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... take a peek and let me know if it looks like I'm making any _obvious_ mistakes?

Without having read the rest of the code, the problem is identified right here:

sub worker { my $work_queue = shift; my $tid = threads->tid; local $/; WORKER: while ( !$thread_term ) { # signal to the thread poolq that we are ready to work $pool_queue->enqueue( $tid ); # wait for some filename to be put into my work queue my $file = $work_queue->dequeue; ...

Imagine a post office where there is bunch of counters and a locked door with a guard.

When a counter clerk is free, they shout to the guard at the door, he unlocks the door, let's one person in, tells them which counter to go to and locks the door behind them. Of course, quite often, two or more of the counters become free simultaneously, and the respective clerks both yell at the guard for another customer; but he can only service one at a time, so the others have to wait. And the guard tends to service the person that shouts loudest, which means old Miss Primenproper at the far end with small voice and proprietary nature, often finds herself with nothing to do for long periods....

The point is, you've created both a bottleneck -- the guard/door (poolQ/workQ) -- and designed in a four-way, inter-thread, handshake (synchronisation; lock-step). That is, when a thread finishes processing one file -- which perhaps took 1/10th of its designated timeslice -- in order to proceed it has to:

  1. post a "ready to work" message on the poolQ and then relinquish the rest of this timeslice by going into a wait state until the guard sees that message and replies.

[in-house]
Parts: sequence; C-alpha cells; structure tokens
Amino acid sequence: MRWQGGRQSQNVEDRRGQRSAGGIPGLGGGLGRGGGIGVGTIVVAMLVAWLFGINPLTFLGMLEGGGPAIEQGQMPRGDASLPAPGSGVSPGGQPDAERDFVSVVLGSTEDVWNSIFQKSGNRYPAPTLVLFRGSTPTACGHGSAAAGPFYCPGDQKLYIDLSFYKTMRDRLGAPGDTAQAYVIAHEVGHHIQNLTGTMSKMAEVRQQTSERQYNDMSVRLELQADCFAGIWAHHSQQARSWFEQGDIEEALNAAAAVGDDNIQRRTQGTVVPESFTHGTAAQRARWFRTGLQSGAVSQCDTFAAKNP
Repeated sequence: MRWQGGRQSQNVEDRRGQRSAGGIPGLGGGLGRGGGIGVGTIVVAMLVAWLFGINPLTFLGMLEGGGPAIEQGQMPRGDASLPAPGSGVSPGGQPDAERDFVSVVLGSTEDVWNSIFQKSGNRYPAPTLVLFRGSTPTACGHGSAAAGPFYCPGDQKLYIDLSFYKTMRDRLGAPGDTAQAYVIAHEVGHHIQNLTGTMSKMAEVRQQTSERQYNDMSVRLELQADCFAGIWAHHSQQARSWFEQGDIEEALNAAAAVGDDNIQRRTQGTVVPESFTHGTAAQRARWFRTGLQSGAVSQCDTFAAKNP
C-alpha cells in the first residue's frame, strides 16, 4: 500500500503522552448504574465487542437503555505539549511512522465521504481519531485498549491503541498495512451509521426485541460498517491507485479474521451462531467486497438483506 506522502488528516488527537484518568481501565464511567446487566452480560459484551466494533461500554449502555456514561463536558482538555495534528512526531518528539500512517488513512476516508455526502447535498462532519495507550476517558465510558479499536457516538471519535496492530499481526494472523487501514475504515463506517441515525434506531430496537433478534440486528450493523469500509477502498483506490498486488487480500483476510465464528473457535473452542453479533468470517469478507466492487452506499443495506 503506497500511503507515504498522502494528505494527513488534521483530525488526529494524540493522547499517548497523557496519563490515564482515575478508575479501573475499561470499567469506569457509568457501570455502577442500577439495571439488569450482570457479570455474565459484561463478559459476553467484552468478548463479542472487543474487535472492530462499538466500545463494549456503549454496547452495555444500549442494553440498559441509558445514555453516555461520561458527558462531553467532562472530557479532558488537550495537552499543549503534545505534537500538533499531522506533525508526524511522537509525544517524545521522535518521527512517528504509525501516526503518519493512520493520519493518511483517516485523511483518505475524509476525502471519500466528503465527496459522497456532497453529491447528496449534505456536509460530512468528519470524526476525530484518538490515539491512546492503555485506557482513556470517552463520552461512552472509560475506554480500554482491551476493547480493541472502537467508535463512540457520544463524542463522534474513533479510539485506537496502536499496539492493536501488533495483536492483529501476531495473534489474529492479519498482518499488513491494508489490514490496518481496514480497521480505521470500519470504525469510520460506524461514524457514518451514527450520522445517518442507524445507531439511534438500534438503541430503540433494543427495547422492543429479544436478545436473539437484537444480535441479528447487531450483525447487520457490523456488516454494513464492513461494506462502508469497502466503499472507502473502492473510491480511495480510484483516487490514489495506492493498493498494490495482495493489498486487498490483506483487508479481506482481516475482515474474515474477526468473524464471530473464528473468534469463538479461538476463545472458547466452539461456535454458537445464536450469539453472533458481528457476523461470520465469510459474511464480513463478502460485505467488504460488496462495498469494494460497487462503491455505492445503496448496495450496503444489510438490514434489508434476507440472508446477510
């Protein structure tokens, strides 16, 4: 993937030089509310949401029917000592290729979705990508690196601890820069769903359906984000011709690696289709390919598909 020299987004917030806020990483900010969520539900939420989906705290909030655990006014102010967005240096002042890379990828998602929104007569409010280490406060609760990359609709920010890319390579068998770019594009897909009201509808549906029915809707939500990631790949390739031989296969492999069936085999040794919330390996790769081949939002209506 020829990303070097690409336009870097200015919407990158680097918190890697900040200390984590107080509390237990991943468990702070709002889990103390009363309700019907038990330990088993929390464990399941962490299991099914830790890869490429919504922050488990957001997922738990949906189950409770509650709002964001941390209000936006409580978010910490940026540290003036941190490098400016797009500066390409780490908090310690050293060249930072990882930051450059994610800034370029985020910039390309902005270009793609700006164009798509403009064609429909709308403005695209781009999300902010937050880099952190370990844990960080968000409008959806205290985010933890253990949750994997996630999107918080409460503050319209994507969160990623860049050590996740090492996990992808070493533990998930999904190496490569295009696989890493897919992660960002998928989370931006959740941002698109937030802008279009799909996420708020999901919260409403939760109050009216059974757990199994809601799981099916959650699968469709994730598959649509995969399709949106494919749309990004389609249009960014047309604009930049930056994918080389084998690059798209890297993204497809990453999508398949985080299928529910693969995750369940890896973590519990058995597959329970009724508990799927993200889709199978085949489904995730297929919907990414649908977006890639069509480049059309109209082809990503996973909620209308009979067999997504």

2. At least two thread switches are required. 1) for the guard to see the message and respond; another for the waiting thread to receive the work item.
  3. And if the guard (poolQ) is busy, it may take many thread-swaps before he sees this workers request; and many more before the clerk (worker thread) gets a timeslice and gets the message back.

And in that design, you've reduced your queues to single element at a time buffers; which defeats their purpose.

The solution is to desynchronize your threads:

  • The guard (feeder thread) only concerns itself with ensuring that the 'internal queue' (workQ) doesn't get overly full. It has some threshold -- say N where N is the number of worker threads -- and when the workQ falls below that number it allows another N people in to join the internal queue (workQ).
  • The clerks (work threads) all get new customers (filenames) from that same single internal queue (workQ), which means that if they are capable of processing 2 (or N dozen files) in a single timeslice, they do not have to enter wait-states to do so.

Hopefully that analogy will allow you to see where/what to change in your code. If not, ask questions.

Update: Note: I'm quite uneasy by this assertion:

You'd be right to ask why I'd want to make this multi-threaded when it has to do with IO. The answer is quite simply that after you've eliminated obvious non-dupes, you have to start comparing the files with a real means of differentiation, namely calculating file digests--a cpu-intensive task that comes after you're done with the IO.

This implies that your are reading the entire file and digesting it for every file -- regardless of whether there is another file already seen that has the same date/time/first/last/middle bytes.

Again without having digested your entire program in detail, it seem likely that your architecture is letting you down here.

My initial thoughts for an architecture are:

One thread scans the filesystem -- there is nothing to be gained from multiple threads thrashing the directories unless you a) have multiple physical spindles; and can b) confine each scanner to a single spindle. (This is feasible on NTFS systems but not so easy on unified filesystems I think).

Only if two files with the same size/date/checkbytes are found, do those two files get digested by worker threads. If one of them has already been digested; only the one need be done.

Anyway, that's an ill-thought through notion, but it might trigger your synapses.

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In reply to Re: Threaded Code Not Faster Than Non-Threaded -- Why? by BrowserUk
in thread Threaded Code Not Faster Than Non-Threaded -- Why? by Tommy

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